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Local

Sycamore school board stays the course with return to classroom Nov. 4 despite COVID-19 resurgence

School board member Julenne Davey speaks at the Sycamore district 427 meeting on Tuesday.
School board member Julenne Davey speaks at the Sycamore district 427 meeting on Tuesday.

SYCAMORE – The Sycamore District 427 school board on Tuesday decided to move forward with a return to the classroom despite the coronavirus surging in the county and the district's own metrics indicating students should remain learning remotely.

No vote was taken, but members Jim Dombek, James Chyllo, Jeff Jacobson and Eric Jones spoke in favor of keeping the district's plan to return on Nov. 4.

Board member Eric Jones said he wished the district had opened six weeks ago, adding that he thought the sample size of the testing data was small.

"We want to be objective and we want to look at the data and that's going to drive our decision," Jones said. "But we also discussed the limitation of the data and what a reasonable number is or if we're going to stay at those numbers. What struck me in the numbers today is we're testing roughly half a percent of DeKalb's population on a daily basis. That's a small subset. If we were testing 10% of the population, and I'm not a statistics major. I don't know how much you have to test for it to be statistically significant."

Current school metric data from the Illinois Department of Public Health, which was also adopted by the district, showed a positivity rate (8.7% from Oct. 11-17) and cases per 100,000 (194) both well above what the state considers substantial risk, which according to the Sycamore plan would indicate remote learning.

Superintendent Steve Wilder also showed data from Northwestern University, which he said the DeKalb County Health Department told him may not be totally accurate, that the positivity rate in Sycamore on Monday was 12.5% and Cortland was 11.95%. The new cases per 100,000 - which has a target number of 50 - was 353.4 for Sycamore and 411.3 for Cortland.

"I question why we developed a metric that embraced a metric if we weren't going to pay attention to it," board member Kris Wrenn said. "I struggle with the fact that numbers are worse now. No matter what you think of those numbers and that data, they are worse now in our county and our city than they have been since this began."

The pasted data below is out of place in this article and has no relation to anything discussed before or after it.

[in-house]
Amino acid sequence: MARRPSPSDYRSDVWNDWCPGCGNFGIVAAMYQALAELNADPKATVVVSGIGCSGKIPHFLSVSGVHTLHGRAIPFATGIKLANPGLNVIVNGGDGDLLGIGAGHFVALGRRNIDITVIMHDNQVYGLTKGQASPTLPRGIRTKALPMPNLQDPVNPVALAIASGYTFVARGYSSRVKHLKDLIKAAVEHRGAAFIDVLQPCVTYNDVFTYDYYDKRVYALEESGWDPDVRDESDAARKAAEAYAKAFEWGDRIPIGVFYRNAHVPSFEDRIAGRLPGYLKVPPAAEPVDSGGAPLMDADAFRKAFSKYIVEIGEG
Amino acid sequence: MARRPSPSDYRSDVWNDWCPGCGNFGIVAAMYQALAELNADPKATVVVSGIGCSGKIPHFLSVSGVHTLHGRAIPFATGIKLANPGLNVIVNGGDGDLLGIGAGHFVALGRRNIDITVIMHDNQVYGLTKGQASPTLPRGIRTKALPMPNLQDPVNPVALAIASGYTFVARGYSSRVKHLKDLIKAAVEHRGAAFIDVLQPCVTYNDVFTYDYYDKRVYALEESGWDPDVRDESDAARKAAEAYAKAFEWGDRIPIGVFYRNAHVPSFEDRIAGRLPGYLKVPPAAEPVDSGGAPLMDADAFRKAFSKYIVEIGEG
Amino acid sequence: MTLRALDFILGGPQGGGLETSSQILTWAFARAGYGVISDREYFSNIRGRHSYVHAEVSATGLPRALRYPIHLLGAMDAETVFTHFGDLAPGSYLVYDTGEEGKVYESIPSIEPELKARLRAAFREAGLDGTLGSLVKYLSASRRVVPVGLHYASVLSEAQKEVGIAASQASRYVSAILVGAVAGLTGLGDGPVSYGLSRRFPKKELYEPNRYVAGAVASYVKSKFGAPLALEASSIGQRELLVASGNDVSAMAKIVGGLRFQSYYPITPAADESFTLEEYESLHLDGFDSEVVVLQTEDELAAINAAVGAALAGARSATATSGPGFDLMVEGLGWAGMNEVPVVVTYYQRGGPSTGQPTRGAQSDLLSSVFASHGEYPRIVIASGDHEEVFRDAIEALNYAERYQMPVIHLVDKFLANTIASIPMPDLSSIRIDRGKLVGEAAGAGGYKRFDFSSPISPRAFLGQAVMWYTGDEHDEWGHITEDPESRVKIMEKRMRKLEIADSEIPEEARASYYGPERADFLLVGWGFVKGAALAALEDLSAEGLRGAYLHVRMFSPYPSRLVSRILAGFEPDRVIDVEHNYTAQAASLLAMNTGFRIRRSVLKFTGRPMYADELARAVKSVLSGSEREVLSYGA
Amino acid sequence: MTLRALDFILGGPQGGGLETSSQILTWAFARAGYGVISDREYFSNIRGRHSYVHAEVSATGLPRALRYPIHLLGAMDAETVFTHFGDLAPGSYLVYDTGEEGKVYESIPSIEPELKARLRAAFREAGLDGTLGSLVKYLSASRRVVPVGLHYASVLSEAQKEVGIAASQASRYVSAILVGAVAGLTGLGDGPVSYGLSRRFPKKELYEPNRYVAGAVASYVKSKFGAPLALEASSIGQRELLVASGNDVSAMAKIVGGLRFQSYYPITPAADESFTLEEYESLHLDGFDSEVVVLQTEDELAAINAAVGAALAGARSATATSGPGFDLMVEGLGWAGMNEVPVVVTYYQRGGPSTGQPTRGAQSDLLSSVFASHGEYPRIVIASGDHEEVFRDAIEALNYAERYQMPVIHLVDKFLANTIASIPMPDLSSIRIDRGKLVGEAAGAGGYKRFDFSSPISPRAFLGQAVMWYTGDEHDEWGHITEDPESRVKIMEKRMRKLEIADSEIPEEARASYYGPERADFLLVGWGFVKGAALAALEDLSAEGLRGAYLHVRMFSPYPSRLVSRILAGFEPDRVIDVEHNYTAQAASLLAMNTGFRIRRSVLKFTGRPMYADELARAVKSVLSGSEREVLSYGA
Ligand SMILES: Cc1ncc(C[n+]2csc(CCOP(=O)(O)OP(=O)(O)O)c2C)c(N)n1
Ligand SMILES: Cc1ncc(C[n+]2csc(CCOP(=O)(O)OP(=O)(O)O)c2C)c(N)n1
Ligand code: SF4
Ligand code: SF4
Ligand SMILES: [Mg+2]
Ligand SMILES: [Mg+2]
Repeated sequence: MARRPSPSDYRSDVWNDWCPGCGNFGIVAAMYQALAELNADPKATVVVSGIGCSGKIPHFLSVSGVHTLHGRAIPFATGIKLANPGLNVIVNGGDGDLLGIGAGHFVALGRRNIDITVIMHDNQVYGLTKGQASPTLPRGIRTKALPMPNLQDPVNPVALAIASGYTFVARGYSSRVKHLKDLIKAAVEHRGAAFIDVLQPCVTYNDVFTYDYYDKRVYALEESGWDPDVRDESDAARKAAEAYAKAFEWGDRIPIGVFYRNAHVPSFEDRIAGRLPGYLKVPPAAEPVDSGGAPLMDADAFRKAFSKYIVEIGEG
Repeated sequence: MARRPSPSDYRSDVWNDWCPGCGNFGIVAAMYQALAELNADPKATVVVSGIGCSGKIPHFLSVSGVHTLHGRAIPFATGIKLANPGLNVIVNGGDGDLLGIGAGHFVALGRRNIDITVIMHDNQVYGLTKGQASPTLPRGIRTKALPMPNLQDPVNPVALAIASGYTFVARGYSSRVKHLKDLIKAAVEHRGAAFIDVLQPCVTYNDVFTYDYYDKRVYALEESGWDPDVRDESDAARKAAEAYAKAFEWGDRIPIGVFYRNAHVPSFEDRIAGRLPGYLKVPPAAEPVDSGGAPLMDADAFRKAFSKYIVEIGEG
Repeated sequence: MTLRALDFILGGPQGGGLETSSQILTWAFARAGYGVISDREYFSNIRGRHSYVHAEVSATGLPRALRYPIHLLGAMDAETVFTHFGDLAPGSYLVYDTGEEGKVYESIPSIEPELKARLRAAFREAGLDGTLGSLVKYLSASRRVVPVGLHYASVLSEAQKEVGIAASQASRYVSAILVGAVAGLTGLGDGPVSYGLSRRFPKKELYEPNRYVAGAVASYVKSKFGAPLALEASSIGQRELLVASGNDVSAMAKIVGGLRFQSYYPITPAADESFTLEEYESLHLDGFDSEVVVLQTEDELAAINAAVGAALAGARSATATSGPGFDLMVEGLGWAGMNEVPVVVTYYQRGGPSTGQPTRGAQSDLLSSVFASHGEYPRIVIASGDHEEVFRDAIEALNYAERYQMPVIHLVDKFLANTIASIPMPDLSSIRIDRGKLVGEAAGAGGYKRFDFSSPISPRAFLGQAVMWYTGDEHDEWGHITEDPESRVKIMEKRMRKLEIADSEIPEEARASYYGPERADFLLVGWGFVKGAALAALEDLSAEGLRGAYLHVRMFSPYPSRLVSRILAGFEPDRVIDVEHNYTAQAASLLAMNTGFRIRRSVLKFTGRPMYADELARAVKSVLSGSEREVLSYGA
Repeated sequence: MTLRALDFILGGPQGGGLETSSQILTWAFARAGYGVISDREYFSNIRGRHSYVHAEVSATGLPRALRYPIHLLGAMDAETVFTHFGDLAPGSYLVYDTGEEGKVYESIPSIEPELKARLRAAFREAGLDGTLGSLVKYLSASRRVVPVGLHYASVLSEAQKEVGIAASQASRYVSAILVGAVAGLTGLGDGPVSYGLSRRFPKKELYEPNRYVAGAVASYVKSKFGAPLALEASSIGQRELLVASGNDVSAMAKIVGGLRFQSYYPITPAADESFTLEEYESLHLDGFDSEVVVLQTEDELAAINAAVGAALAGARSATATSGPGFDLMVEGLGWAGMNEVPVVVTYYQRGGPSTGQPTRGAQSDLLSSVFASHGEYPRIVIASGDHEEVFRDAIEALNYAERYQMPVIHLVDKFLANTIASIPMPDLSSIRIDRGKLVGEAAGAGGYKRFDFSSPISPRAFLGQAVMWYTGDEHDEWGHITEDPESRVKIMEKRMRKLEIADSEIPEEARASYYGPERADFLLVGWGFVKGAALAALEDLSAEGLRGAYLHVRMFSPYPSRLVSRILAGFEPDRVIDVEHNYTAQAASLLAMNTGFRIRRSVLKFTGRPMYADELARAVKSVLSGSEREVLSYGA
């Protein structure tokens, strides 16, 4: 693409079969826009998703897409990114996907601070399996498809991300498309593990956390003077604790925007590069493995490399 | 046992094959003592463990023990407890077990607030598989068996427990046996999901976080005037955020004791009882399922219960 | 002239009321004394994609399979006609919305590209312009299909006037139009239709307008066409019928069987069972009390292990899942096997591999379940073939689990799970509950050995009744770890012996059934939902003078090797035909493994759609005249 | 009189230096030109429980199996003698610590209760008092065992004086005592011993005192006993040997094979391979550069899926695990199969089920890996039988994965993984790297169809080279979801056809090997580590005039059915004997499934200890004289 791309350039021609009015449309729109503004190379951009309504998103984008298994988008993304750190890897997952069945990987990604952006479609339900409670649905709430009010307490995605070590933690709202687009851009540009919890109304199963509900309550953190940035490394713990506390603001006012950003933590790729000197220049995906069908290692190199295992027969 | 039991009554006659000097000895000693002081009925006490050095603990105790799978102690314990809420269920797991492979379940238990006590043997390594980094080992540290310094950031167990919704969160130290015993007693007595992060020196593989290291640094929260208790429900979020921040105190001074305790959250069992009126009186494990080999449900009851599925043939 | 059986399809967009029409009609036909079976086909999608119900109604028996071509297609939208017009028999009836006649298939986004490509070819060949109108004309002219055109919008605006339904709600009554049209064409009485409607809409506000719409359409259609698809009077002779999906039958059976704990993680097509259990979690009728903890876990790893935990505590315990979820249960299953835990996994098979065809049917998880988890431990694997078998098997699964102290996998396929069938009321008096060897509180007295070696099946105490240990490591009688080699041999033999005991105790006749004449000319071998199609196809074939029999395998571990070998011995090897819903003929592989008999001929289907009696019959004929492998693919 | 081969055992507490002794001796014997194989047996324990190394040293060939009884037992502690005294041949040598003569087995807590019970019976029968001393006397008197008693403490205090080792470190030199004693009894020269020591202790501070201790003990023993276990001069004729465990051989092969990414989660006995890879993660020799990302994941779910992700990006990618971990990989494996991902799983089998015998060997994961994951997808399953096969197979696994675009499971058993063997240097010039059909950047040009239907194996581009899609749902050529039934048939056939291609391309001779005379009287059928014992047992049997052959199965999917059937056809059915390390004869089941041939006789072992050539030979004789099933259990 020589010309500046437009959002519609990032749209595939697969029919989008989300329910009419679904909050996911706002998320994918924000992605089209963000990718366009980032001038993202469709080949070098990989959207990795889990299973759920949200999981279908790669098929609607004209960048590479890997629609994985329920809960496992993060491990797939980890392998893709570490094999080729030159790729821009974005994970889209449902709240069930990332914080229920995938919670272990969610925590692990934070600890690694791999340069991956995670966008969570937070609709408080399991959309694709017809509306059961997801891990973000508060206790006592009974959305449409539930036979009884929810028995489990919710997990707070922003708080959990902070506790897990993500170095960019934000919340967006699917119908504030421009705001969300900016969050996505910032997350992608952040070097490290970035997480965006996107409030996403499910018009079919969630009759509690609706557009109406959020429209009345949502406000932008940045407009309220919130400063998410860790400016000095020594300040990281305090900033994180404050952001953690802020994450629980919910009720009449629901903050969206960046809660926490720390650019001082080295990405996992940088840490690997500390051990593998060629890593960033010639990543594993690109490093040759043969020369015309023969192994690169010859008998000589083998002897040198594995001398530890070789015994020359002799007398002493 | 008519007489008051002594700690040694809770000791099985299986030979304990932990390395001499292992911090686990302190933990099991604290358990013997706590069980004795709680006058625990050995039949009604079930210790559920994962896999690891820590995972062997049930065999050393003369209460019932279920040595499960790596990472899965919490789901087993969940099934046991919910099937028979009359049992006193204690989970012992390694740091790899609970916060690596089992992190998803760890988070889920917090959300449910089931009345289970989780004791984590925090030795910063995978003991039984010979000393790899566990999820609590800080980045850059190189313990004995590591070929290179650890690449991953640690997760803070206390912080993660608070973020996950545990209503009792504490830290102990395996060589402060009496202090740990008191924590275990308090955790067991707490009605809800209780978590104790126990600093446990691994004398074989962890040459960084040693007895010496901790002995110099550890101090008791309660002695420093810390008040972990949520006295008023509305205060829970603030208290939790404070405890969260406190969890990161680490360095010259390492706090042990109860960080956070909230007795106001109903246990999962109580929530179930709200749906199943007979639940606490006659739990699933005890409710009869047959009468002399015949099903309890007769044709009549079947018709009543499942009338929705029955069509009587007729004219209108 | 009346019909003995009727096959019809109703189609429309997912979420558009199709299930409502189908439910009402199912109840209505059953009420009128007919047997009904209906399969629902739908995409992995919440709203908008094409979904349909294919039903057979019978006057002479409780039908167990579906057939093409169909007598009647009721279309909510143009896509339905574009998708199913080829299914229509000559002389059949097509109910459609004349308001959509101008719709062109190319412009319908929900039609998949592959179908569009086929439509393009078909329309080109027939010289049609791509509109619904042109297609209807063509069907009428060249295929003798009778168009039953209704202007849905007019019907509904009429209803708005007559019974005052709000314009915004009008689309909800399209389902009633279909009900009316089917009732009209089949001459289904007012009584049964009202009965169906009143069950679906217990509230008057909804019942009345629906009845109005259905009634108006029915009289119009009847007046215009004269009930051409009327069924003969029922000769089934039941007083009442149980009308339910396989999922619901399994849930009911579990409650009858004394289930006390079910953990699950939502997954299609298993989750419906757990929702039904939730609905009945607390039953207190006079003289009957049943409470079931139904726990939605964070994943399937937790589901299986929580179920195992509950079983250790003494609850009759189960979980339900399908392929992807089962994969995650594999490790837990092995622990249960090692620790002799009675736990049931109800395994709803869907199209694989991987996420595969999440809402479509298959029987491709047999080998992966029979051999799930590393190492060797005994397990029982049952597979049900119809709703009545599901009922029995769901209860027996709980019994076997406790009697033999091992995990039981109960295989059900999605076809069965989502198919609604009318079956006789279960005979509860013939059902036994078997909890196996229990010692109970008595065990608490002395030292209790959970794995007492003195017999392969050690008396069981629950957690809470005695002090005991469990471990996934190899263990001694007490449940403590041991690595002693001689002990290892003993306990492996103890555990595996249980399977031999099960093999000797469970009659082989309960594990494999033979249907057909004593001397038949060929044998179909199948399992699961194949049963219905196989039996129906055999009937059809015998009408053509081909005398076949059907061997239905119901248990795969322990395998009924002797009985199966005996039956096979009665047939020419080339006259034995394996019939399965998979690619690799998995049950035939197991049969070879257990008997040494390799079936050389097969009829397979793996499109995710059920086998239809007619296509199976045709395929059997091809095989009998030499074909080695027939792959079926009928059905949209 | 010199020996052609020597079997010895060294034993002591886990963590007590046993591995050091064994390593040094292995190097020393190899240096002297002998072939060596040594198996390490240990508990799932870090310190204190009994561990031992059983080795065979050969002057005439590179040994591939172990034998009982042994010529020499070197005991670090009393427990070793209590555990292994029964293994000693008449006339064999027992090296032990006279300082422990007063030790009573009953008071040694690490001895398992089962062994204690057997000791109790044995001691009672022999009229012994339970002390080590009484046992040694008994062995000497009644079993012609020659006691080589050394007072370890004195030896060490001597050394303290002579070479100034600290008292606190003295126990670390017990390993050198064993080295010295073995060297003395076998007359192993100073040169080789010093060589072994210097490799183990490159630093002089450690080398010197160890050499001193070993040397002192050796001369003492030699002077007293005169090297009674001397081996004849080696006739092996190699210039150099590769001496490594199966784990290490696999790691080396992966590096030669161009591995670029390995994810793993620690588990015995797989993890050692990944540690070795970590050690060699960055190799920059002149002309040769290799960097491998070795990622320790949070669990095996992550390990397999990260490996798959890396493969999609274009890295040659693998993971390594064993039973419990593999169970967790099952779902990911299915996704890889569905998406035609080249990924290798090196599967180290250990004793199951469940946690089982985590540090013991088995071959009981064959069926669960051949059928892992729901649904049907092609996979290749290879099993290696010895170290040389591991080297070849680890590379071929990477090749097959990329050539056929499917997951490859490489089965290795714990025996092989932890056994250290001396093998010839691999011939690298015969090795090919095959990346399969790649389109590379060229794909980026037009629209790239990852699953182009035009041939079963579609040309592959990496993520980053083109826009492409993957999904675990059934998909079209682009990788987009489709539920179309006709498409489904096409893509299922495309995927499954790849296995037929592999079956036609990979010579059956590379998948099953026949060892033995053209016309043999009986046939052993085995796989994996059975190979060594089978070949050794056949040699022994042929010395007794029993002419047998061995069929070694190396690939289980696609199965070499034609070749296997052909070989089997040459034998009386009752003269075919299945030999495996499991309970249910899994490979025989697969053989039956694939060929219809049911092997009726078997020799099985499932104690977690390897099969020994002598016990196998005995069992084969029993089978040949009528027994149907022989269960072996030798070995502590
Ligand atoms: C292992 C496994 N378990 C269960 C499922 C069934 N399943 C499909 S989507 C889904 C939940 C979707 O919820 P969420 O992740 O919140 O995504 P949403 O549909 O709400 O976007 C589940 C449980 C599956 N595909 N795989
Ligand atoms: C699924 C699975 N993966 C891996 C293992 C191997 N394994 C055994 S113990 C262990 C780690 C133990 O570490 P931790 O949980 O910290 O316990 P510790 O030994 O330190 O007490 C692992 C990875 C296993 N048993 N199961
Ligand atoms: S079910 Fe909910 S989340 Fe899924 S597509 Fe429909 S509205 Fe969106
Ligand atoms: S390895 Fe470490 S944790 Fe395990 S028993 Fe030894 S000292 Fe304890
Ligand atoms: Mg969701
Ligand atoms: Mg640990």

Wrenn said she wants students in school, as well as the teachers. She also said she's not sure that's possible.

"I'm not sure that's the reality we're living in right now," Wrenn said.

Board member James Chyllo said that parents still have the option to keep their children doing remote learning if they are uncomfortable sending them.

"They can keep their kids home and they should keep their kids home," Chyllo said. "They should 100% do that and I applaud them for making that decision. But then let's give parents the ability to say 'Yes I want to put my kid in school cause they are having these issues and they need face to face interaction.'"

Wilder said about 70 to 75% of families have opted to return to the classroom.

The plan will see the Sycamore classes split into two, with one group in person and the other remote from home viewing a live feed of the classroom and participating from home. Families who chose the fully remote option will participate in the live stream every day.

"Are you the people who are going to be teaching those children," board member Julenne Davey said. "Are you the people that are going to be put in the position to go in and risk infection? ... No. We're up here saying go back to school, go back to school. Are you going into those classrooms? Are you teaching those children? No, you're not. You don't know what the anxiety level is. You have to put yourself in the position of the people who have to go and do it."

Dombek said he still gets nervous but thought the benefits of a return outweighed the negatives.

"One of the points Eric made at a previous meaning, just bringing kids back to the classroom and showing them what the expectations are for how we should behave during this pandemic, and instructing them in washing their hands and wearing their mask and socially distancing, that that's going to have an impact on the way we go forward," Dombek said. "I received a lot of positive comments about that school of logic. There may be children who aren't being taught that by their parents or the situation that they're in."

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